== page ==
The IMF itself is increasingly focusing on the accounting standards, noting that the financial crisis has hit hardest where public accounts were worse, cadastres incomplete and public financial management absent. As a famous motto says, “what you do not measure you cannot manage”.
Many practices in the public sector financial (mis)management deserve being buried deep. In fact, the same accounting and reporting practices in the private sector would land you in prison, for example for not fully reporting assets and liabilities. Annual budgeting practices need to be overhauled, bringing in lifecycle costing and the net worth of the expenditure, not only on some marginal green procurement.
A measure that now should become core is net worth:
What is net worth? This is the net value of assets held by individuals, sectors, or the government. The public sector net worth increases the value of public assets, and we can also estimate the impact on the economy in general. New Zealand introduced this in the accounts as a pioneer, with net worth in the public sector balance sheet, and measuring the change in net work in the national accounts for businesses, households, and government. It allows a clear picture of the direction of the economy and incites better policy making, influencing the policy debates.
We should pay more attention and have some standards across the EU. With 50% of GDP we are approaching a ceiling in the fiscal space, i.e. ability to tax further. This is shifting the attention to finding innovative borrowing, but that has limits and can be very damaging in the Eurozone over time. The problem was very clearly expressed by Paul Kazarian (CEO of Japonica and expert on bond markets and public accounts) in the CEPS annual ideas lab 2018:
Lack of proper public accounting standards and the lack of transparency affects the trust between member states and negatively impacts trust in the Eurozone. The extreme differences in the net worth impact of the bailouts during the financial crisis has very detrimental effects in the ability of the member states to agree on common responses to economic shocks. for details please refer to the CEPS report “Beyond Public Debt – The Hidden Rapid Erosion of EU Government Balance Sheets is a Financial Threat to Society – How to stop it“.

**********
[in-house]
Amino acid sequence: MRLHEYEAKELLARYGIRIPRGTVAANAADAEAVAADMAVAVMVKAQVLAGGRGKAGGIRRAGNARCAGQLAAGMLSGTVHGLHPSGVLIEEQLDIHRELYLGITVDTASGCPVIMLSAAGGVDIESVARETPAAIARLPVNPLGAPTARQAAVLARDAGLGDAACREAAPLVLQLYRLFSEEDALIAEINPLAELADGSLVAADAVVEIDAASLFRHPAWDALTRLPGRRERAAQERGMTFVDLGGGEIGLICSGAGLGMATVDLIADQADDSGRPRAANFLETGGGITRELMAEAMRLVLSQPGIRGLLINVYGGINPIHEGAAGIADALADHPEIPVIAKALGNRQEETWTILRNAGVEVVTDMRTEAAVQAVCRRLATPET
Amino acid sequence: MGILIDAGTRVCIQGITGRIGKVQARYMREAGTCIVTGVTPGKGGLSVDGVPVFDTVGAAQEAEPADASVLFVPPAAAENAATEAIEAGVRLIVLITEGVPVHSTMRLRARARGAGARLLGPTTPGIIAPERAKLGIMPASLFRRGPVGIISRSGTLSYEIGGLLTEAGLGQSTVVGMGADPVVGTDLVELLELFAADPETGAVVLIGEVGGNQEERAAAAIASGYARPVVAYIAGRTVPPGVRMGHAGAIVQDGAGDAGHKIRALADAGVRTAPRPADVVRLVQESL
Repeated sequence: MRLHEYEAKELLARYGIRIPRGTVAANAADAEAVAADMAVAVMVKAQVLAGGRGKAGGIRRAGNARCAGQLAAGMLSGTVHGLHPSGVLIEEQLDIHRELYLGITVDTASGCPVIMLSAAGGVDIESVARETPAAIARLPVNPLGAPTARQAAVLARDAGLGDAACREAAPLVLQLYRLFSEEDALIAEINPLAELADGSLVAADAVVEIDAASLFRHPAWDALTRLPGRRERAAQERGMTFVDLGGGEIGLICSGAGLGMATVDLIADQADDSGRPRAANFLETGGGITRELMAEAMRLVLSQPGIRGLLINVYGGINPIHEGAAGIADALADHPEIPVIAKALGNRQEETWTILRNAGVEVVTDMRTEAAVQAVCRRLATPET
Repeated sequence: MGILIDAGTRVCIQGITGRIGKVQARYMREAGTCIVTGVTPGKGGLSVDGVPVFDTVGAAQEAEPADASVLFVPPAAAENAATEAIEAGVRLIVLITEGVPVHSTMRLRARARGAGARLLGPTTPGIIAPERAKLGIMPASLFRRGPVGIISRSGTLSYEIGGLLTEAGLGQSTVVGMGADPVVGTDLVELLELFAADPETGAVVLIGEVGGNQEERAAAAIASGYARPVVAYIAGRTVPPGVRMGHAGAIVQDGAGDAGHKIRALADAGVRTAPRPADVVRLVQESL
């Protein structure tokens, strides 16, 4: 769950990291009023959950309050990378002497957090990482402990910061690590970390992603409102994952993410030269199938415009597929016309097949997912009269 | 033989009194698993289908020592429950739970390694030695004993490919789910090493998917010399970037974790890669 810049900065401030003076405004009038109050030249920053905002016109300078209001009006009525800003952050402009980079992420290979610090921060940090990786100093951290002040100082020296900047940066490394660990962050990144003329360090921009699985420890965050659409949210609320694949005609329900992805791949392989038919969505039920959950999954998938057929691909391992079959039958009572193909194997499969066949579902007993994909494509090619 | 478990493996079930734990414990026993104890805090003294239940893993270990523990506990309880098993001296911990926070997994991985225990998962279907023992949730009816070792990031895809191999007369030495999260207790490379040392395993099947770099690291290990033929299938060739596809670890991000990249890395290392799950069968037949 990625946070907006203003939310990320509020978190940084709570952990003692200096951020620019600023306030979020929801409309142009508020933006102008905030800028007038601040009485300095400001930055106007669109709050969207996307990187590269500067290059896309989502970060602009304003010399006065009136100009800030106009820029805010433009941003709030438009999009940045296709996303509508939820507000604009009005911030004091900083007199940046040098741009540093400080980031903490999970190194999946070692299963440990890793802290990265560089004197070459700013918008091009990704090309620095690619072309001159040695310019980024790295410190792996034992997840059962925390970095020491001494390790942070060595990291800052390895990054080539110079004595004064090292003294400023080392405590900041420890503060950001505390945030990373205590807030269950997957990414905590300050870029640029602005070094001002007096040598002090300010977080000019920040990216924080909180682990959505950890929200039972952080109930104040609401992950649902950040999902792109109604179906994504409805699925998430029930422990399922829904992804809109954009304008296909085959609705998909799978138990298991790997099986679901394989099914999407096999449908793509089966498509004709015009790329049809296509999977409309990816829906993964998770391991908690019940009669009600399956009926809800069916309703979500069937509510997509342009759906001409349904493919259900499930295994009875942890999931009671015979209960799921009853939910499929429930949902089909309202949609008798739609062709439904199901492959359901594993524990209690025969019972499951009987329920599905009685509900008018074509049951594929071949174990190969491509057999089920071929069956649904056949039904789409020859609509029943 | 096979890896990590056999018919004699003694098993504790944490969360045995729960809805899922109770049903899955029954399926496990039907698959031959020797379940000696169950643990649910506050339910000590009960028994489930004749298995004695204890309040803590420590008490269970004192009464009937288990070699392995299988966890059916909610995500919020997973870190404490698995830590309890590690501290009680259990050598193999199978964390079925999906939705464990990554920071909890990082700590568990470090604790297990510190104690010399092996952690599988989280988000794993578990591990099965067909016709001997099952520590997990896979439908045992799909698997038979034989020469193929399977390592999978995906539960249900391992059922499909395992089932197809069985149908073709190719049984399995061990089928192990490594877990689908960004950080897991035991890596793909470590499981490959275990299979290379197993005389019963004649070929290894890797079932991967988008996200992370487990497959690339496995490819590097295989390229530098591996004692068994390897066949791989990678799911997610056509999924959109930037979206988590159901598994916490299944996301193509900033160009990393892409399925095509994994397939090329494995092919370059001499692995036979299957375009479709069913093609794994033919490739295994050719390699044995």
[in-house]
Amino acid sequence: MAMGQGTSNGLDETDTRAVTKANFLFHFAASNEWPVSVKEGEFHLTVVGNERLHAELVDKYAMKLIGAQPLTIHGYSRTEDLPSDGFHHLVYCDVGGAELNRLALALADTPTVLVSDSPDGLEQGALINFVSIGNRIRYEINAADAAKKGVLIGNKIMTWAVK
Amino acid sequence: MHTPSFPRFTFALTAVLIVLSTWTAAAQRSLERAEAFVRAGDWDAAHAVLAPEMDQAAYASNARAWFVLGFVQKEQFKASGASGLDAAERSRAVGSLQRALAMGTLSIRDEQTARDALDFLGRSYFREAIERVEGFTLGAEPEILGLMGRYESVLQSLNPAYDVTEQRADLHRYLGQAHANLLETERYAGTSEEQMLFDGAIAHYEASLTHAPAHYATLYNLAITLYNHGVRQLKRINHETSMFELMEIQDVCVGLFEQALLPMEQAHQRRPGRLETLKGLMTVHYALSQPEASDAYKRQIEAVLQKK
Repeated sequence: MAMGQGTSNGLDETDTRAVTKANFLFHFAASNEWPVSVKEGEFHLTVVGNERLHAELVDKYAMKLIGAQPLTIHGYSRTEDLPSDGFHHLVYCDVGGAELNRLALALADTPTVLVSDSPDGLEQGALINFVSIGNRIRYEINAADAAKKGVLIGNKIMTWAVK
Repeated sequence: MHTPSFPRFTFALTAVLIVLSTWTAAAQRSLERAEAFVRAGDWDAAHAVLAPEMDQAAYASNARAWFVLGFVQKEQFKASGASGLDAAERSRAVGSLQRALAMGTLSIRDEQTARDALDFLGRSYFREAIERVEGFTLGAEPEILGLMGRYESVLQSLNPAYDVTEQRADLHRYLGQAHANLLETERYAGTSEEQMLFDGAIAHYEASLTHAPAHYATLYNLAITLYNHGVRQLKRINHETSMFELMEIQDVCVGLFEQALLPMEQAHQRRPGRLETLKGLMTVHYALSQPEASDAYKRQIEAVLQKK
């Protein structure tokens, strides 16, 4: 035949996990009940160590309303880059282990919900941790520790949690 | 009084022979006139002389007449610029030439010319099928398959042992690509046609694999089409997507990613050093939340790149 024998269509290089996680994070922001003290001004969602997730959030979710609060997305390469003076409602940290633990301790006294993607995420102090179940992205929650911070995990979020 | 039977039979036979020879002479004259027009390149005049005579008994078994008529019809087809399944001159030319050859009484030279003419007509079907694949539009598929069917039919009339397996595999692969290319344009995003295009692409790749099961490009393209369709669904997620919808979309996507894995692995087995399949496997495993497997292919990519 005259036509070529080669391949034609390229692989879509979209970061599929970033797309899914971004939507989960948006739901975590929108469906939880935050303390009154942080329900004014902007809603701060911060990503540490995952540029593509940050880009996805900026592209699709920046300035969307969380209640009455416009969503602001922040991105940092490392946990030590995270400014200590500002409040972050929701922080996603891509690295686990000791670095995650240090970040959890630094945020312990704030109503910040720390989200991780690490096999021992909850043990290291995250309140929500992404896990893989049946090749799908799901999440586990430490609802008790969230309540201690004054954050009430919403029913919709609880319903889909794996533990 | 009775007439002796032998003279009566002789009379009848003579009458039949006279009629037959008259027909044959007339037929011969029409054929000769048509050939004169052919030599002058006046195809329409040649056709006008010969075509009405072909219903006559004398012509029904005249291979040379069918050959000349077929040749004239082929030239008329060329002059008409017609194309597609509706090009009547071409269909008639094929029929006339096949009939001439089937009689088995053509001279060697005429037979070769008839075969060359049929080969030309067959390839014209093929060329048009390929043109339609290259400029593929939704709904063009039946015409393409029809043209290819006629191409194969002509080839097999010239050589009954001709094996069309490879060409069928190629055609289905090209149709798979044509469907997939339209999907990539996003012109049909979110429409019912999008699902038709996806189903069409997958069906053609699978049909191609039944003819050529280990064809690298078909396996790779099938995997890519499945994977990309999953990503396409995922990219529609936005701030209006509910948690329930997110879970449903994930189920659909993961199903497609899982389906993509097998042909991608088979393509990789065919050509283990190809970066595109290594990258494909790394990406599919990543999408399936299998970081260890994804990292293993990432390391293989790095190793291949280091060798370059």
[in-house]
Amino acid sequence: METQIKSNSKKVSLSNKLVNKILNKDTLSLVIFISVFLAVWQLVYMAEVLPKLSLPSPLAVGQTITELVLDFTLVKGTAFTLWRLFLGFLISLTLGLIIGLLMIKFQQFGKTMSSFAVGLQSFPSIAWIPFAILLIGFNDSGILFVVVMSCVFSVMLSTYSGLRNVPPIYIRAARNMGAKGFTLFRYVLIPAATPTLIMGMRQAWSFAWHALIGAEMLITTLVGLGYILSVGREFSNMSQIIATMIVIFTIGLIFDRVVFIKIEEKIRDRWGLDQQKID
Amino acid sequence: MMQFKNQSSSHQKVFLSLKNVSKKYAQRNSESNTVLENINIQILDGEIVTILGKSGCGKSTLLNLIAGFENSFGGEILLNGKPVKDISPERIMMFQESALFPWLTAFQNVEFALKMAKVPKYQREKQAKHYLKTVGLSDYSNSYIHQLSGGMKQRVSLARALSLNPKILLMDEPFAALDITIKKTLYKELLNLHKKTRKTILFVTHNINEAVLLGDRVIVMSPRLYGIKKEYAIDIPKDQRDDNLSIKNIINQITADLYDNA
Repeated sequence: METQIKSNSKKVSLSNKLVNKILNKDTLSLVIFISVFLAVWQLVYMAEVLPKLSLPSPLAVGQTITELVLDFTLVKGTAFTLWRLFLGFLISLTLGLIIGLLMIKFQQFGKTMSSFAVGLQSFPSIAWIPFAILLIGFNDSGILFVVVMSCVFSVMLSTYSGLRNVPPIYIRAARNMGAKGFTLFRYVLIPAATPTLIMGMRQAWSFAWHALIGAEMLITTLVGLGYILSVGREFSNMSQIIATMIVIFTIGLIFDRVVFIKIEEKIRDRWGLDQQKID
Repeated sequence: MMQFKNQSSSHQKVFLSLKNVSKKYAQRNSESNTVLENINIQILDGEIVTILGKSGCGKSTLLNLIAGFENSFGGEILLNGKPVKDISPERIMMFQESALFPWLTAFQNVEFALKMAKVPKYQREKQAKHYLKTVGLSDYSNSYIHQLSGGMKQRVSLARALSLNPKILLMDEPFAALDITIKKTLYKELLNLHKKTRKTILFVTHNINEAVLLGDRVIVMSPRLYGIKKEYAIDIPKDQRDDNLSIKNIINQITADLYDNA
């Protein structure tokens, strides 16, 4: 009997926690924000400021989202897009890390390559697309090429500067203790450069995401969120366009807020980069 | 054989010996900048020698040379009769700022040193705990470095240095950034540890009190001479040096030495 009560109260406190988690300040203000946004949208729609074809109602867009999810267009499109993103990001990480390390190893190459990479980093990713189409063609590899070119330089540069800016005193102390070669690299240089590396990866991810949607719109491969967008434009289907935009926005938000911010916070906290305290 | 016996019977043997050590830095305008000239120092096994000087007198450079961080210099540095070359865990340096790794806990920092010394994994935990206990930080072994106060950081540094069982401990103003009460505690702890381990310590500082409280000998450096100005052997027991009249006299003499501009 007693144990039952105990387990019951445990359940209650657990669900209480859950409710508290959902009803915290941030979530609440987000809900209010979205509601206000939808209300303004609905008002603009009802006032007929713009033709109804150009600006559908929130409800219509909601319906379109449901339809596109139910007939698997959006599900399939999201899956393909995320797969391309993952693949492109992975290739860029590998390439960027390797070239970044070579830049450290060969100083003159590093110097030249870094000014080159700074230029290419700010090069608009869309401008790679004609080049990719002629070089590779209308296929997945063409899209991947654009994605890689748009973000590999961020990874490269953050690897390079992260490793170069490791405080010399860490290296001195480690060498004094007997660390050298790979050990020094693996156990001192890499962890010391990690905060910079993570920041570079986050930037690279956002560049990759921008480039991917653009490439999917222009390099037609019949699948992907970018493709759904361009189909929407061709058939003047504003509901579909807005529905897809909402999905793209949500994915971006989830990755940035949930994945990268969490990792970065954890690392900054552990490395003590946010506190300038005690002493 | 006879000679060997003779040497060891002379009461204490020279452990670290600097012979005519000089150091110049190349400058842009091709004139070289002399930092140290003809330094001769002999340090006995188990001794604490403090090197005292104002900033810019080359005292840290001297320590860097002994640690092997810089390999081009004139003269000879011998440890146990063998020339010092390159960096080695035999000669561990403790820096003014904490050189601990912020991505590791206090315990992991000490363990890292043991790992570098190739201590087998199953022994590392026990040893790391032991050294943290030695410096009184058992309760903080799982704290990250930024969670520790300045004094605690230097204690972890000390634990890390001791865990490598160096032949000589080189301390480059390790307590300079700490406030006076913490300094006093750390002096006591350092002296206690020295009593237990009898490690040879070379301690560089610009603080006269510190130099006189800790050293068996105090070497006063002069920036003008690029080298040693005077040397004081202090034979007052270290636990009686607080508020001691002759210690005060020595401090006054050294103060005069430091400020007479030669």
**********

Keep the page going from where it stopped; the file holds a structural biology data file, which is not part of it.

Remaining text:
Not all is lost and behind the scenes the message has partially passed through. Greece announced the full introduction of international public accounting standards and public financial management standards. Portugal is also advancing fast in this direction, as the consequences of not knowing what the government assets are and the state of financial assets were extremely costly.
The seriousness of the impact of public policy structures in member states is reflected in the important structural reforms requirements in the Recovery and Resilience Facility (RRF), which include administrative reforms. However, public accounting standards are not directly addressed by the RRF and financial management only indirectly.
As the pressure mounts on public finances and debt sustainability concerns rise, a serious look on the efficiency of funding and the management of public assets becomes essential. Will we see the dawn of proper financial accounting, transparent and complete government balance sheets, and proper financial management practices in the public sector?
The most important potential role of public accounting standards is the ability to use of the accounts as their capacity to inform policy makers in their decisions. Their timely publication should be accompanied with estimations of the net worth of public assets (and their change) and estimations on the value added the public expenditure has generated directly or indirectly to the economy. Without a clear useful picture from the accounts, their publication becomes irrelevant for policymaking and a lost opportunity for society. Given the limited fiscal space and levels of public debt, this area offering considerable space for improvement must be considered.